1. For a very good account of one ally’s reflection on this issue, see this. That’s what being an ally looks like, folks.

2. For more on the erasure of PoC from sex worker rights activism, it’s essential to check out @_peech’s analysis here

Why this video needs to fuck off

TW: reference to sexual assault, rape, violence ahead

I should probably say straight up that if you’re here and reading this article, I’m assuming you’re down with the notion that people should be able to do whatever they want with their own bodies, familiar with the notion of sex work as work, and at least in theory supportive of sex workers organising for their labour rights and decriminalisation.

You can 100% be on-board with these ideas, and also be opposed to trafficking. There is absolutely nothing about being pro-sex worker than makes you pro-trafficking (quite the opposite, in fact). If you are pro people doing things consensually with their own bodies for their own benefit, it follows that you can be correspondingly opposed to people being forced to do things with their bodies for someone else’s benefit, since it gets in the way of the consensual part, and the part where they benefit from the things they consent to doing. We could get into complex conversations about poverty and whether anyone really ‘consents’ to work within a capitalist system — and I am 100% down to talk about this — but it needs to be a conversation about work in its entirety, and not focused on sex work as an exceptional case. We’re not comparing the coercion that is capitalism to the coercion that is being held against your will and abused. There is a world of difference, and we need to respect that difference in order to respect survivors of abuse.

So, the video.

This clip is supposedly about trafficking. Which is funny, because when it says ‘sadly, they end up here’, what you’re looking at, viewer, is not in any way differentiated from what you’d see if you were just looking at a sex worker working. That’s a woman standing in a window in her place of work, engaged in marketing. She might be about to go on her tea break, or might have just emerged from an easy appointment with a regular, or might have a raging dose of thrush coming on and be hoping the next client just wants a handjob. We’ve all been there. It’s a day at work in a brothel. There’s nothing inherently sad about it. It’s work.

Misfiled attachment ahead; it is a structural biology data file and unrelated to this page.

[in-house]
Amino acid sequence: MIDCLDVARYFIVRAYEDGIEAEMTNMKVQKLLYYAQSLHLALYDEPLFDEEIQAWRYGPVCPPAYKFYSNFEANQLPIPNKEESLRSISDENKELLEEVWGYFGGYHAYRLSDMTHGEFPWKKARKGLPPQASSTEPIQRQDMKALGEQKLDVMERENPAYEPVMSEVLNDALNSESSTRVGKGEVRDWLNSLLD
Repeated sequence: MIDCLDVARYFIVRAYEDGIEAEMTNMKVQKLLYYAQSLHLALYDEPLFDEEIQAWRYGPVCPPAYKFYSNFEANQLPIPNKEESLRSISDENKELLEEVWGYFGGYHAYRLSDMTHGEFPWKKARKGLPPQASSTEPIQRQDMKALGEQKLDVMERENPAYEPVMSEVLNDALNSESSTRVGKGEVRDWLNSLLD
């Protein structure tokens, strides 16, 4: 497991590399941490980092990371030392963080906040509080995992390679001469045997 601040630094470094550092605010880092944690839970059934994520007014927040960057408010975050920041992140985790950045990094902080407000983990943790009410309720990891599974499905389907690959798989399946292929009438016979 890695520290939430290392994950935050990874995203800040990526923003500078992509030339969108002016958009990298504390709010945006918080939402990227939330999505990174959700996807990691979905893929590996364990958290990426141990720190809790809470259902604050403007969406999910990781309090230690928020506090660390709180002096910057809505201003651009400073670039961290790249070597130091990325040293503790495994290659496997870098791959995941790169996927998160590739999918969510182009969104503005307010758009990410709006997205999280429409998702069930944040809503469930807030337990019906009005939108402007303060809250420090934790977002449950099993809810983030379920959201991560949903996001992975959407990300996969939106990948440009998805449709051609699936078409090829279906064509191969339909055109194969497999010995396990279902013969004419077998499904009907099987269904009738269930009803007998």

So “sadly” ending up “here” in the window of a brothel requires a bit of qualification. A person who wanted to be a dancer ending up a sex worker is not the same thing as a person deceived and then sexually abused for someone else’s gain. A clip like this really needs to work harder to address the absolutely massive difference between these two situations if the end goal is not to conflate voluntary migration for the purposes of work (all work, including sex work) with the crime of holding someone against their will and subjecting them to repeated sexual assault for financial gain.

It’s interesting to consider what the video wants us to do, or what the call to action is, apart from us feeling a general sense of pity for poor outwitted migrant women. I think the suggestion is that those chastened men watching the women as potential patrons are the ones with the power to ‘stop the traffic’, presumably by ‘ending demand’, as the familiar refrain goes. But there’s no pretence that there’s specific demand for trafficked or abused individuals here. Instead, the demand for sex work generally neatly stands in, and we see the construction (or repetition, at this stage) of the same narrative that demonises the purchasers of sexual services and leads us into Swedish Model territory as a solution to the sex industry, which, though we’ve forgotten by this point, wasn’t the problem in the first place. None of this makes sense if you have any kind of understanding of sex work, workers’ rights or the adult industry. It’s banning sex in an attempt to end rape.

The circumstances under which someone travels somewhere to do one job, but instead ends up doing another, are pretty important information for the viewer here. I’m not suggesting that the clip should have shown us any kind of gratuitous violence or sexual abuse for the purposes of differentiating trafficking and abuse from sex work, but I do think it shouldn’t show us sex work, if that’s not what it’s talking about. We might be looking at labour issues, economic issues or migration issues (clue: we’re actually looking at all three) but the clip makes no effort to look at these, and puts even less effort into separating ‘being held against your will and subjected to repeated sexual assault for someone else’s gain’ and ‘working as a sex worker because it’s a job and you migrated somewhere because you needed work’.